USCIS Struggles to Retrieve Paper Naturalization Files Leaving Many Stuck

Foreign nationals trying to complete the naturalization process are having difficulty due to the U.S. Citizenship and Immigration Services’ inability to obtain these individuals’ records from the National Archives and Records Administration. There are 350,000 requests for records from the National Archives and Records Administration (NARA) still pending at this time.

NARA stores the records of active cases of foreign nationals that have not been naturalized as they went through the United States immigration and inspection process. These A-files can contain a variety of information, including permanent residence, visas, affidavits, death, biological information, deportation, as well as other information.

The United States Citizenship and Immigration Services (USCIS) started transferring the A-files of immigrants born over 100 years ago to the National Archives and Records Administration beginning in 2010. However, because of storage issues, the USCIS transferred some of its more recent A-files to NARA. NARA retains these A-files in Federal Records Centers (FRCs). These FRCs are located in Kansas City, Missouri, in the miles of artificial limestone caves where they were built.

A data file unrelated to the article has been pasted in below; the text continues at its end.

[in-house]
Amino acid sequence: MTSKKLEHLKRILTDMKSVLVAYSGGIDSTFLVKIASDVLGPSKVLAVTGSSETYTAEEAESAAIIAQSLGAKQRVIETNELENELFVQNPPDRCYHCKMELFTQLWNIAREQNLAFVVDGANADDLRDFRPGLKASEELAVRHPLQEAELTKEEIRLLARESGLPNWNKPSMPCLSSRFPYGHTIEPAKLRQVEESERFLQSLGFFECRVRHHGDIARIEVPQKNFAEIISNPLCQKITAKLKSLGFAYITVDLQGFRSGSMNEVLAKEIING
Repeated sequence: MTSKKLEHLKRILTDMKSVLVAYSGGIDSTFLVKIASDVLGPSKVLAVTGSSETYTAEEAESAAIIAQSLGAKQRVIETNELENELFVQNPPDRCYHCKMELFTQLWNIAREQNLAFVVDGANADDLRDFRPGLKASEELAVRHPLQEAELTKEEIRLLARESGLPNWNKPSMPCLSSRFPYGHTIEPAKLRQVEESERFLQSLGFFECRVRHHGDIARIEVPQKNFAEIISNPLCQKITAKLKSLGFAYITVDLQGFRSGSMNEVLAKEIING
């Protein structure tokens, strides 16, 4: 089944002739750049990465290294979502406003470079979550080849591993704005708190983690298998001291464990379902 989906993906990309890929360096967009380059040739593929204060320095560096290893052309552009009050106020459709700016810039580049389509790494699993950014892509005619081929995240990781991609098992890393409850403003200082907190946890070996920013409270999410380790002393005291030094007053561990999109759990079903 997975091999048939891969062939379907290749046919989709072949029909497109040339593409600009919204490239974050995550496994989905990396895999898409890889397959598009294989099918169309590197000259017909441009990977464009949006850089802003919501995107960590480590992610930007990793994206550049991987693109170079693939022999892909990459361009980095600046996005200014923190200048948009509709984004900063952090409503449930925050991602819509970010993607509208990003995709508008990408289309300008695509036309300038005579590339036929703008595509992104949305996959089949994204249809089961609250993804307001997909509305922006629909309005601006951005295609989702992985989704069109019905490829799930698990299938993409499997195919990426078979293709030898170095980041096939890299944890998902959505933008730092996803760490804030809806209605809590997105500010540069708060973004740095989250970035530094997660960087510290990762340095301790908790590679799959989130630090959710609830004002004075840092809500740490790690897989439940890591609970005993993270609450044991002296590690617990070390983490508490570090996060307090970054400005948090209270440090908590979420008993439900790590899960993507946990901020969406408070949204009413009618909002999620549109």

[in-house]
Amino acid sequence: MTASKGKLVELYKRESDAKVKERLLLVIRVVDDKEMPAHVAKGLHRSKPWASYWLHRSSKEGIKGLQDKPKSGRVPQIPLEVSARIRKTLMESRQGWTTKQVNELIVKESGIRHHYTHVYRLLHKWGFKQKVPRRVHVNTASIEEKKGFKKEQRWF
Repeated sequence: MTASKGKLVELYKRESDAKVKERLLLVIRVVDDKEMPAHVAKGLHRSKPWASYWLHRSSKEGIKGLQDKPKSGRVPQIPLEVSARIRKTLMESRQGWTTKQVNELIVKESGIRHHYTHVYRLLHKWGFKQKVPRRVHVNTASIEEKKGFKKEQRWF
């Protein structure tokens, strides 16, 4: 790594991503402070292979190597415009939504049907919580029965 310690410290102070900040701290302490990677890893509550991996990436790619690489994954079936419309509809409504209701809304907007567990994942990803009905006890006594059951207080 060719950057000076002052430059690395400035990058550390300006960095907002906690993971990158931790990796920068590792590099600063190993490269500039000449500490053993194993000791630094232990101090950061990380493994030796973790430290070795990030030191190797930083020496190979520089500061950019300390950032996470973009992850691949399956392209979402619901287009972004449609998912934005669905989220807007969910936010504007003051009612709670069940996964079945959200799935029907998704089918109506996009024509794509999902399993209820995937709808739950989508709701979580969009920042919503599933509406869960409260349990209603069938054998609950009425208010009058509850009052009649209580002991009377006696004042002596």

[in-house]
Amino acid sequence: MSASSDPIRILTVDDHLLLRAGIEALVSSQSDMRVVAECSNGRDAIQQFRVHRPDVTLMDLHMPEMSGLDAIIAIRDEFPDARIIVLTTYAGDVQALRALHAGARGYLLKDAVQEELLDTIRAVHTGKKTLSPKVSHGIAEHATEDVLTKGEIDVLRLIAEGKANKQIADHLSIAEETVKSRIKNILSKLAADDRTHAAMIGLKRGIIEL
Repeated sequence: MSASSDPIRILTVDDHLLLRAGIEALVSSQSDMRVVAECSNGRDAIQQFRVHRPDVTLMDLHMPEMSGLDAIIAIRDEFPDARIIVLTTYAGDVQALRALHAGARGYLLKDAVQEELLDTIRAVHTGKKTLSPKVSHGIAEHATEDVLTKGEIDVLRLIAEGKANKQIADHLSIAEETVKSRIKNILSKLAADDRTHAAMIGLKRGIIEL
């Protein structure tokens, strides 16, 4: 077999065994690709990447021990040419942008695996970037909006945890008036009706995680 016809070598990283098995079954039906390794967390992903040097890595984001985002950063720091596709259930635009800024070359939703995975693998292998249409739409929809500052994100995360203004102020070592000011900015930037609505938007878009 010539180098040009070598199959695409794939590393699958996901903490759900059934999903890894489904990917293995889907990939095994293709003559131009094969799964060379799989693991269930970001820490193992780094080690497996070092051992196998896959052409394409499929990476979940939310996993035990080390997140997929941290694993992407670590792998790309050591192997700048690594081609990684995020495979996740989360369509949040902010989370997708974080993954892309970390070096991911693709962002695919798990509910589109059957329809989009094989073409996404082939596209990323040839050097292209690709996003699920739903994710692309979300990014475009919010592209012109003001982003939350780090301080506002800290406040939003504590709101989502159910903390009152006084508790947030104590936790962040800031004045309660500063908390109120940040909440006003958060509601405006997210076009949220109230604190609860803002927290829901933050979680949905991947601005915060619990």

Under normal circumstances, NARA would provide these records upon request. However, these centers were closed due to the COVID-19 pandemic and have not yet entirely reopened. Therefore, naturalization cases are basically on hold due to the inability of the USCIS to access these A-files.

Representative Ted Budd has received a number of complaints from people wishing to complete their naturalization process who have been unable to do so due to the lack of access to their A-files. The Representative complained to the White House about this problem and requested that the FRCs be reopened. However, due to the high transmission rate of COVID-19 in Kansas City, MO, the Federal Record Center is keeping staffing levels at 25% or less. Representative Ted Budd stated that other government workers continued to work during the pandemic or have gone back to work and that since vaccines are available, the federal record centers “need to open to full capacity as quickly as is feasible.” NARA has stated that it intends to increase access as well as allow the USCIS to retrieve the files it needs itself.

NARA has enjoined the USCIS to become less dependent on paper files to do their work. The United States Citizenship and Immigration Services does have long-term goals of changing from a paper-based system to a digital system and improving data accessibility. However, until this happens, individuals whose A-files are stored in Kansas City, Missouri, will need to wait until their files can be obtained from storage.